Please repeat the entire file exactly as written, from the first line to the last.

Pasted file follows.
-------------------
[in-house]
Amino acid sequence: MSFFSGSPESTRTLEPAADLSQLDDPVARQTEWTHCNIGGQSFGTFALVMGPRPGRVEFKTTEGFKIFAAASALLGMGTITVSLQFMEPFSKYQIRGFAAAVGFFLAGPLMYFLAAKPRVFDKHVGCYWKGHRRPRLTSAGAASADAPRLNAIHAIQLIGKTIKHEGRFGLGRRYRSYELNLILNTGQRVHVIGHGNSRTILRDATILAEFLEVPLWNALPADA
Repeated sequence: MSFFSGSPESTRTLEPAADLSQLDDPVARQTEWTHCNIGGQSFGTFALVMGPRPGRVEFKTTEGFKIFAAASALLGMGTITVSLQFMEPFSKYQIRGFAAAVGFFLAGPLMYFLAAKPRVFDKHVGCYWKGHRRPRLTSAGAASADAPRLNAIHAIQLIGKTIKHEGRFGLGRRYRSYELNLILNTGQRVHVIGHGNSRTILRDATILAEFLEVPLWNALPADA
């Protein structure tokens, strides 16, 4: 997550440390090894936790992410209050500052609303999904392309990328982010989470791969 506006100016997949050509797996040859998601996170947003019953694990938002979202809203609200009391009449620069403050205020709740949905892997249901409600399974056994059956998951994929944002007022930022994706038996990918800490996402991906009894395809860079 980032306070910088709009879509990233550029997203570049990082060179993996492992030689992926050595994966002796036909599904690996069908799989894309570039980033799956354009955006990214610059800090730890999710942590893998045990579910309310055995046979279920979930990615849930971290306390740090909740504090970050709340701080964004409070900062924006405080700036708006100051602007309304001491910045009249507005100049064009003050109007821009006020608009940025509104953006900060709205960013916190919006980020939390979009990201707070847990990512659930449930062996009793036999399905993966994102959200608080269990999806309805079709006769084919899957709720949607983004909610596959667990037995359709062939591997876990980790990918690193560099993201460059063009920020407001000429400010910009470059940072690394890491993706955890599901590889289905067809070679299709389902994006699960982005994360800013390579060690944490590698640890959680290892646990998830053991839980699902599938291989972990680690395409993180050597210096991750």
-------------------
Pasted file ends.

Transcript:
[in-house]
Amino acid sequence: MSFFSGSPESTRTLEPAADLSQLDDPVARQTEWTHCNIGGQSFGTFALVMGPRPGRVEFKTTEGFKIFAAASALLGMGTITVSLQFMEPFSKYQIRGFAAAVGFFLAGPLMYFLAAKPRVFDKHVGCYWKGHRRPRLTSAGAASADAPRLNAIHAIQLIGKTIKHEGRFGLGRRYRSYELNLILNTGQRVHVIGHGNSRTILRDATILAEFLEVPLWNALPADA
Repeated sequence: MSFFSGSPESTRTLEPAADLSQLDDPVARQTEWTHCNIGGQSFGTFALVMGPRPGRVEFKTTEGFKIFAAASALLGMGTITVSLQFMEPFSKYQIRGFAAAVGFFLAGPLMYFLAAKPRVFDKHVGCYWKGHRRPRLTSAGAASADAPRLNAIHAIQLIGKTIKHEGRFGLGRRYRSYELNLILNTGQRVHVIGHGNSRTILRDATILAEFLEVPLWNALPADA
């Protein structure tokens, strides 16, 4: 997550440390090894936790992410209050500052609303999904392309990328982010989470791969 506006100016997949050509797996040859998601996170947003019953694990938002979202809203609200009391009449620069403050205020709740949905892997249901409600399974056994059956998951994929944002007022930022994706038996990918800490996402991906009894395809860079 980032306070910088709009879509990233550029997203570049990082060179993996492992030689992926050595994966002796036909599904690996069908799989894309570039980033799956354009955006990214610059800090730890999710942590893998045990579910309310055995046979279920979930990615849930971290306390740090909740504090970050709340701080964004409070900062924006405080700036708006100051602007309304001491910045009249507005100049064009003050109007821009006020608009940025509104953006900060709205960013916190919006980020939390979009990201707070847990990512659930449930062996009793036999399905993966994102959200608080269990999806309805079709006769084919899957709720949607983004909610596959667990037995359709062939591997876990980790990918690193560099993201460059063009920020407001000429400010910009470059940072690394890491993706955890599901590889289905067809070679299709389902994006699960982005994360800013390579060690944490590698640890959680290892646990998830053991839980699902599938291989972990680690395409993180050597210096991750």